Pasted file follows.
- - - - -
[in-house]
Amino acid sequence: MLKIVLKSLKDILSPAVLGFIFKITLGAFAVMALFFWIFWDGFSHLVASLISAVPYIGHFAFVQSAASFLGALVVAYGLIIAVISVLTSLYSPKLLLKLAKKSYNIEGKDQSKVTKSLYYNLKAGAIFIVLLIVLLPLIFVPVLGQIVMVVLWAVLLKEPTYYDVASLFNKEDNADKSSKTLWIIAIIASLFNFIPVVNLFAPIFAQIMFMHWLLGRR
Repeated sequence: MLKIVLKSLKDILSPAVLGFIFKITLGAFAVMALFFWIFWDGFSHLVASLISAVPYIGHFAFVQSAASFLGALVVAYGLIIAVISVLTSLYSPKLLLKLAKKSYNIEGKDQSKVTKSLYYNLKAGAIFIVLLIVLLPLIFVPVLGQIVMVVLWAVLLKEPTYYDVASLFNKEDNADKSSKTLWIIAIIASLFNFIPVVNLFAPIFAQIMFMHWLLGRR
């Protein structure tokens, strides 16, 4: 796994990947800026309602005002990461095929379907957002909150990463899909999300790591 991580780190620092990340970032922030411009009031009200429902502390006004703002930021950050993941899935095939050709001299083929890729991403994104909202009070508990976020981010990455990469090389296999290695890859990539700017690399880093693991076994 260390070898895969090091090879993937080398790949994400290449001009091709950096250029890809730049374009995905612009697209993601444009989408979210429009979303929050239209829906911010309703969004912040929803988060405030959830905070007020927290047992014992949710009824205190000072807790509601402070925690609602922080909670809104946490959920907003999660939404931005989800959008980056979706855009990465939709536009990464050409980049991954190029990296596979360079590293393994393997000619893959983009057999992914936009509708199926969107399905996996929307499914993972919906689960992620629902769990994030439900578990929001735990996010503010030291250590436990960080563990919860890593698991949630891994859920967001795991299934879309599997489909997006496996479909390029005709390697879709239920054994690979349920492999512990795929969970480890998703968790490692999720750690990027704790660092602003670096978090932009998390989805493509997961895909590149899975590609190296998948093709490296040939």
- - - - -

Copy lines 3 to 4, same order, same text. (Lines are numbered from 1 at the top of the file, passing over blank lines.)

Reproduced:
Repeated sequence: MLKIVLKSLKDILSPAVLGFIFKITLGAFAVMALFFWIFWDGFSHLVASLISAVPYIGHFAFVQSAASFLGALVVAYGLIIAVISVLTSLYSPKLLLKLAKKSYNIEGKDQSKVTKSLYYNLKAGAIFIVLLIVLLPLIFVPVLGQIVMVVLWAVLLKEPTYYDVASLFNKEDNADKSSKTLWIIAIIASLFNFIPVVNLFAPIFAQIMFMHWLLGRR
């Protein structure tokens, strides 16, 4: 796994990947800026309602005002990461095929379907957002909150990463899909999300790591 991580780190620092990340970032922030411009009031009200429902502390006004703002930021950050993941899935095939050709001299083929890729991403994104909202009070508990976020981010990455990469090389296999290695890859990539700017690399880093693991076994 260390070898895969090091090879993937080398790949994400290449001009091709950096250029890809730049374009995905612009697209993601444009989408979210429009979303929050239209829906911010309703969004912040929803988060405030959830905070007020927290047992014992949710009824205190000072807790509601402070925690609602922080909670809104946490959920907003999660939404931005989800959008980056979706855009990465939709536009990464050409980049991954190029990296596979360079590293393994393997000619893959983009057999992914936009509708199926969107399905996996929307499914993972919906689960992620629902769990994030439900578990929001735990996010503010030291250590436990960080563990919860890593698991949630891994859920967001795991299934879309599997489909997006496996479909390029005709390697879709239920054994690979349920492999512990795929969970480890998703968790490692999720750690990027704790660092602003670096978090932009998390989805493509997961895909590149899975590609190296998948093709490296040939």